Dal niente’s stars unevenly aligned at Constellation

Wed Oct 15, 2014 at 2:42 pm

By Lawrence A. Johnson

Matthew Oliphant performed Dai Fujikura's "poyopoyo" at Dal Niente's concert Sunday at Constellation.
Matthew Oliphant performed Dai Fujikura’s “poyopoyo” at Dal Niente’s concert Sunday at Constellation.

Among Chicago’s plethora of envelope-pushing new-music ensembles, Dal Niente stands out for its commitment to new, often boldly experimental music. The group presented three works Sunday night at Constellation, and the spare, industrial-chic club on the northwest side offers an ideal venue for such events. The menu ranged from a duo by a 20th-century modernist to the world premiere of an audience participation item inspired by recent political events. If the results proved rather uneven, t’was ever thus for contemporary music programs.

Donald Martino’s Cinque frammenti (1961) led off. The thorny music of the American serialist (1931-75) is not easy to love, yet this duo for oboe and string bass skillfully explores the wide timbral disparities and contrasted expressive possibilities of the two instruments in five brief sections. In his high phrases, oboist Andrew Nogal found a searching quality within Martino’s rigorous style while bassist Douglas Johnson provided earthy and sonorous counterpoint.

Dai Fujikura’s music has been well represented in Chicago by the International Contemporary Ensemble (ICE), which, in fact, performed a program spotlighting his music just a couple hours earlier elsewhere in the city.

Matthew Oliphant was the solo protagonist in Fujikura’s poyopoyo for muted solo horn, heard Sunday in its U.S. premiere. The title means “soft and squidgey” explained Oliphant, like the cheek of a four-month-old baby.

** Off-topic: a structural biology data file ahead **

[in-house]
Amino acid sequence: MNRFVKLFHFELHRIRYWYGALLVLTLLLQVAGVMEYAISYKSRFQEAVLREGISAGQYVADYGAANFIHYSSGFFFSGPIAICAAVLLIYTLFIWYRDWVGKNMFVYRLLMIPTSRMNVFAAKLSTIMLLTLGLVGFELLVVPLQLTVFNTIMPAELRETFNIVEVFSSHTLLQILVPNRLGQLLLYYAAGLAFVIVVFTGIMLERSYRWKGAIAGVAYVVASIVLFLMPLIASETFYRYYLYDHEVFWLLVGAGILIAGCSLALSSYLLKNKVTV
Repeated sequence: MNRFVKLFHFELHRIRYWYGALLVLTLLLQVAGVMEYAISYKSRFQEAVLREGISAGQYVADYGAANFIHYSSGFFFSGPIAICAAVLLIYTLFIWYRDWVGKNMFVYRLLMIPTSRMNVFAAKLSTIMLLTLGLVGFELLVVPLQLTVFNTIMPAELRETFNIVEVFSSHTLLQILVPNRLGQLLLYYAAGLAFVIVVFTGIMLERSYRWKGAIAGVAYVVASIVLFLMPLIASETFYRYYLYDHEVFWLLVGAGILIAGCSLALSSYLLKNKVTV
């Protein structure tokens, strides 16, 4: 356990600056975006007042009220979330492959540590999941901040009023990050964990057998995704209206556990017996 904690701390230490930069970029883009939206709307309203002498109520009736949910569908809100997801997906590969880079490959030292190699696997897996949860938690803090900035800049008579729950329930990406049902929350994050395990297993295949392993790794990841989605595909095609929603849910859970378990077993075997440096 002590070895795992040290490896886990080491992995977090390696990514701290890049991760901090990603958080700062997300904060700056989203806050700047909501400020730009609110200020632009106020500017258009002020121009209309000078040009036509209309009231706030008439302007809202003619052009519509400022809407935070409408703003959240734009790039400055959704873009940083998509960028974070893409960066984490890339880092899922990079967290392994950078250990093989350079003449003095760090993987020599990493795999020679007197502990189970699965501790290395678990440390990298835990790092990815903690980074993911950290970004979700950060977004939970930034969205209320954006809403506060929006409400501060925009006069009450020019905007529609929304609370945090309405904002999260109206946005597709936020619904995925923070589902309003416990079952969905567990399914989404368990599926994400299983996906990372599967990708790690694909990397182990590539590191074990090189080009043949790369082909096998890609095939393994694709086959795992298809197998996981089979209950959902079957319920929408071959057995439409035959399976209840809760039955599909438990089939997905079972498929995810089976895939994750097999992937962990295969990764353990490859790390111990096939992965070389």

Oliphant brought striking concentration and dynamic acuity to this music, with its vocal wa-wa sounds and hushed dynamic range. Yet ultimately, the glacial progress, pauses and reiterated notes suggested a musician slowly warming up more than a finished composition.

The largest work of the evening, in scoring (eight players and reader) and length, was Matthew Golombisky’s Gathering Tomorrow, which received its world premiere.

Golombisky’s work was inspired by the shooting of teenager Michael Brown by the police and the resulting events in Ferguson, Missouri. The composer states (as related by Oliphant) that the work is an outcry against “tax-supported racism” and “militaristic forces,” though the actual music sounds much less revolutionary than his political credo suggests.

In addition to the eight musicians, Golombisky’s score calls for a speaker (Kenn Kumpf) to read Bill McKay’s poem Winter Haven. Audience members were also given copies of the poem, as well as a series of complex cues to speak specific words of the poem at two different sections (unhelpfully, not numbered on the sheets) as well as to “shush” the musicians at the moments when their music represents malign forces, presumably of the Ferguson police.

There was some fine playing by the Dal niente musicians, yet, unsurprisingly, most of the audience participation didn’t come off—partly because the instructions were so bewildering but mainly because such extra-musical devices almost never work, leaving far too much that is essential to mere chance.

Still, while overly simplistic in concept, Golombisky’s work is well-intentioned and has some interesting moments but would likely find a stronger and more successful form with the aleatoric element jettisoned.

Dal niente will perform music of Chou Wen-Chung at the University of Chicago’s Logan Center 8 p.m. Saturday night. dalniente.com

Posted in Performances

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